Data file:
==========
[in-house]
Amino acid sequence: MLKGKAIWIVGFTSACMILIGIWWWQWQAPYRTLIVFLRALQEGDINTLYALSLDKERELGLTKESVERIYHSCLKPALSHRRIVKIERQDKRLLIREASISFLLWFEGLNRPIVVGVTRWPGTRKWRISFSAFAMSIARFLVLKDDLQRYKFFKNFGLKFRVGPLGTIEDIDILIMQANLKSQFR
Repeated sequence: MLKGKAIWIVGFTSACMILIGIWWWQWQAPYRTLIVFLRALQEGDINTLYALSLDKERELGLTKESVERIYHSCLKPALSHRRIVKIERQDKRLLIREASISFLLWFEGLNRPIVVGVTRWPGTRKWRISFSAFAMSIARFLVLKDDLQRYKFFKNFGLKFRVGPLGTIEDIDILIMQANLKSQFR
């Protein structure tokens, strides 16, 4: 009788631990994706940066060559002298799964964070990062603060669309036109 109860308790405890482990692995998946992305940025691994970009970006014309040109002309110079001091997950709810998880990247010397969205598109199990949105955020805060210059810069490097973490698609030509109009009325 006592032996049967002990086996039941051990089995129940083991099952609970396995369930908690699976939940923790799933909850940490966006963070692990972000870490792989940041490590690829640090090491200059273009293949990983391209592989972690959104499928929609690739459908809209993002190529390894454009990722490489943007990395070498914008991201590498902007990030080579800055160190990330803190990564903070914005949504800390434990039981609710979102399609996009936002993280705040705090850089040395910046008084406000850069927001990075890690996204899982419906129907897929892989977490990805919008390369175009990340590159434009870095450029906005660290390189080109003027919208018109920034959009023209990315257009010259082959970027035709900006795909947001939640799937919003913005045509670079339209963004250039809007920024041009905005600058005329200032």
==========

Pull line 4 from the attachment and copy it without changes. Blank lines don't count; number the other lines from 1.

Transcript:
């Protein structure tokens, strides 16, 4: 009788631990994706940066060559002298799964964070990062603060669309036109 109860308790405890482990692995998946992305940025691994970009970006014309040109002309110079001091997950709810998880990247010397969205598109199990949105955020805060210059810069490097973490698609030509109009009325 006592032996049967002990086996039941051990089995129940083991099952609970396995369930908690699976939940923790799933909850940490966006963070692990972000870490792989940041490590690829640090090491200059273009293949990983391209592989972690959104499928929609690739459908809209993002190529390894454009990722490489943007990395070498914008991201590498902007990030080579800055160190990330803190990564903070914005949504800390434990039981609710979102399609996009936002993280705040705090850089040395910046008084406000850069927001990075890690996204899982419906129907897929892989977490990805919008390369175009990340590159434009870095450029906005660290390189080109003027919208018109920034959009023209990315257009010259082959970027035709900006795909947001939640799937919003913005045509670079339209963004250039809007920024041009905005600058005329200032």